This week’s london blogger is Brockley Central, which is a fine example of a great community blog, offering news, discussion and debate on all things Brockley, which is actively engaged with by other residents. We caught up with Nick who set up the site, and writes it along with Jon and Kate.
If you had to describe your blog in less than 15 words how would you do it?
Brockley news, embracing Ladywell, Telegraph Hill, St John’s and sometimes wider South East London.
Why did you start blogging?
When I moved to the area in 2006, I discovered a gaping hole in the internet called Brockley. The most up-to-date information was a community site with a home page that announced it had been closed since 2003. I was toying with the idea of a blog but the trigger was when I went along to a local community group meeting.
It was smaller than I expected it to be, just a few people around a kitchen table, so there was no escape. They all talked about the useful, practical things they were doing and I felt obliged to offer something up. I suggested I start a blog to help promote the things that were going on, which I think they thought was a pretty poor excuse not to dig holes or plant bulbs.
What about London inspires your blog?
With the imminent arrival of the East London Line, Brockley is an area in flux and that makes it an interesting place to write about, despite the fact that there is not much ‘stuff’ which people would normally benchmark an area by, like shops, bars and restaurants. I was asked to review the area recently and it required some lateral thought. But people who live here love it. It’s hard to explain why, I think perhaps it attracts people who enjoy the city and like being around people. As a result, it’s a curious mix of sleepy village and inner city.
What would be your dream moment to post about be?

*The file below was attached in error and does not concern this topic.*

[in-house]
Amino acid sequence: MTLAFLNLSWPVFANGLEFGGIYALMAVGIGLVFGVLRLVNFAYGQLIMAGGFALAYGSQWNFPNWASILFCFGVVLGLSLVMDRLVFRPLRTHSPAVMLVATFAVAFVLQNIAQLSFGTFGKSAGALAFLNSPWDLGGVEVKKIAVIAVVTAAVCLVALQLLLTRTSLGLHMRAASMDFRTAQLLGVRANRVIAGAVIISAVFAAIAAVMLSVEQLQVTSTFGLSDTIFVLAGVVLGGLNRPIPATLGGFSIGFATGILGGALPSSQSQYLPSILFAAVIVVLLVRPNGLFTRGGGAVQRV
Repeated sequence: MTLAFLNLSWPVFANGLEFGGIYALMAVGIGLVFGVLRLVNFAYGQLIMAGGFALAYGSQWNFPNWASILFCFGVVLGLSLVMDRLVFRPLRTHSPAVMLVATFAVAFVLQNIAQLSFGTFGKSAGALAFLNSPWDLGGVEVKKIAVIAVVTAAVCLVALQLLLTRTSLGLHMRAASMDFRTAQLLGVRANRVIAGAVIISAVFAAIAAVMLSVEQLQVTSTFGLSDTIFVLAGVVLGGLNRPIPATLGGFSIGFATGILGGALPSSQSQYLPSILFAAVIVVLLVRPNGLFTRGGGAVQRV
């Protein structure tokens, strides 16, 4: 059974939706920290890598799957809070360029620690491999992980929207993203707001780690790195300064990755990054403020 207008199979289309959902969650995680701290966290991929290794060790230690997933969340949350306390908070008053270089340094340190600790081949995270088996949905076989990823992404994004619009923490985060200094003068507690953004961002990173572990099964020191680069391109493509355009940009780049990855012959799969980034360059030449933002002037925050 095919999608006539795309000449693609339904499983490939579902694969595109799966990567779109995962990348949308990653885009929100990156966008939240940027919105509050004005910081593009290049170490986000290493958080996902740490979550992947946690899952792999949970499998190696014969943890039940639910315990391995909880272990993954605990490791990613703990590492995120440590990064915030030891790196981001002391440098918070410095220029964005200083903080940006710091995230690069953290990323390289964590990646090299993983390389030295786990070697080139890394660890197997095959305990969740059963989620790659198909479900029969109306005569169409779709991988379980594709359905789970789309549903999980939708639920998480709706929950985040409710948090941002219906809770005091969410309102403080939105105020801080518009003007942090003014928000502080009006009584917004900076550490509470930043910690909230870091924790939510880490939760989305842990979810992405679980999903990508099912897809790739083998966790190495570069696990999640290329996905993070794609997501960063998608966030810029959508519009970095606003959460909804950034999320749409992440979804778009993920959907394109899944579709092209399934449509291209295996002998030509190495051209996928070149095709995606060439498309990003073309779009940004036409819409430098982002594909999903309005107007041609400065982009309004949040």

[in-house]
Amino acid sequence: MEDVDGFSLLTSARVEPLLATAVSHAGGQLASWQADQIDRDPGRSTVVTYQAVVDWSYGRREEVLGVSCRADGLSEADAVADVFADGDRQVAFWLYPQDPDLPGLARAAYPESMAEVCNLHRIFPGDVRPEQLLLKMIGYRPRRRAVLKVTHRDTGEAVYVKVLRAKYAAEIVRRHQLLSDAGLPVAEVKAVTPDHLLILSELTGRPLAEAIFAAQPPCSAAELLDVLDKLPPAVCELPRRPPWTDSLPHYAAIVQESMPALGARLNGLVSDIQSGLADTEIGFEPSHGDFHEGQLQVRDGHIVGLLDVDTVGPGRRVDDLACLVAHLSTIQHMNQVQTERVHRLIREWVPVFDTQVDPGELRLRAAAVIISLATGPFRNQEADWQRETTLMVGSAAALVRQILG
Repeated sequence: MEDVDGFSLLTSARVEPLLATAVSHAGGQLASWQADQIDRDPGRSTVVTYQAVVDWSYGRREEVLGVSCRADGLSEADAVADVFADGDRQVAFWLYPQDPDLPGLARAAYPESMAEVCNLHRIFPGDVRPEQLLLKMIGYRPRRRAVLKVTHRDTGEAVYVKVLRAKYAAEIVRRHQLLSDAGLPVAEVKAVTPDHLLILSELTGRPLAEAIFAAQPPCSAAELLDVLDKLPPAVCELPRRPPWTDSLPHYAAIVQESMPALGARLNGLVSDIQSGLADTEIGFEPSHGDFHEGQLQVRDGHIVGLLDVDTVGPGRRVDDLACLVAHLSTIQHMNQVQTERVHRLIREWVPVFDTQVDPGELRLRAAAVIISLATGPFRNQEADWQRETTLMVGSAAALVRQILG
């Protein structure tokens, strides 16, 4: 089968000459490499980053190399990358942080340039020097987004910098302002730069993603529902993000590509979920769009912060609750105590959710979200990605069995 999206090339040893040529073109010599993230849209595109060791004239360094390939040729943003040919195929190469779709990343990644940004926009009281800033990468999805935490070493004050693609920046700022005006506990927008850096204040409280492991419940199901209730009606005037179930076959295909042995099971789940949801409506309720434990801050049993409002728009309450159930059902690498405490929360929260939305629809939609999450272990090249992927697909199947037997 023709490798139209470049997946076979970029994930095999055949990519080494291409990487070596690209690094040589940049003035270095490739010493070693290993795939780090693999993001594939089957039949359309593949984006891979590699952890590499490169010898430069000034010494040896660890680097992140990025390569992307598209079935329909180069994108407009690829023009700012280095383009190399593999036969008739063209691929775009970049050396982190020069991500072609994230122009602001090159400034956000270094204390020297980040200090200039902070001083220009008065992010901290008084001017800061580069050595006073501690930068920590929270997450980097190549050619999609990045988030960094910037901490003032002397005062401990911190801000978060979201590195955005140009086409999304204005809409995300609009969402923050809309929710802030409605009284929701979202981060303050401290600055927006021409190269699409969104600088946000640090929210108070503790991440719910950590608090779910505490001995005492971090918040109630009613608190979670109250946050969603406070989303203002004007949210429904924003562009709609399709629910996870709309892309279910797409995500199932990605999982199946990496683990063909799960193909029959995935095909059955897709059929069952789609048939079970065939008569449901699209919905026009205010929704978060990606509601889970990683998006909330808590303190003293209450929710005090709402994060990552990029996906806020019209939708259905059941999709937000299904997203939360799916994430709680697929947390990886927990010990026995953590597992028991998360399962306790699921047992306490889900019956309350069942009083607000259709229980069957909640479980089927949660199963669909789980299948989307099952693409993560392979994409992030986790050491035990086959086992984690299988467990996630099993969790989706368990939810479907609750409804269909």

The piece I dream about writing is a review of opening day at The Talbot. It’s a beautiful old pub on the edge of Brockley that’s been in decline for about 20 years and shut about 6 months ago. I’ve been writing about its fate since the blog began and the management team that is attempting to get it refurbished recently gave me a tour.
The place is a complete mess but they showed me the beautiful old dining room on the first floor, overlooking the tree line of St John’s and told me about their vision to restore it. It could be one of the best pubs in London or it could continue to rot until a developer turns in to flats in another 20 years.
As time passes, the prospect of it happening seems more remote but I refuse to concede defeat to the sceptics on Brockley Central.
What’s your favourite post you’ve ever written?
My favourite articles are the ones where someone has come to me with an idea to talk to the community through the blog, whether that’s a councillor who wants to know how the Brockley public would like their money to be spent or a local restaurant manager who wants to tell people what he’s trying to do with the place.
The thing I write with most passion about is the way London neglects its streets – filling every available space with pointless signs, fencing people in with dirty grey railings, storing rubbish on the pavements and letting cars dominate in too many places. I’ve written often about the small changes we could make that would dramatically improve the look and feel of our main streets. It’s not usually about money, it’s about attitudes and priorities. The Deputy Mayor of Lewisham has vowed to get rid of the railings on Brockley Road – we’ll see.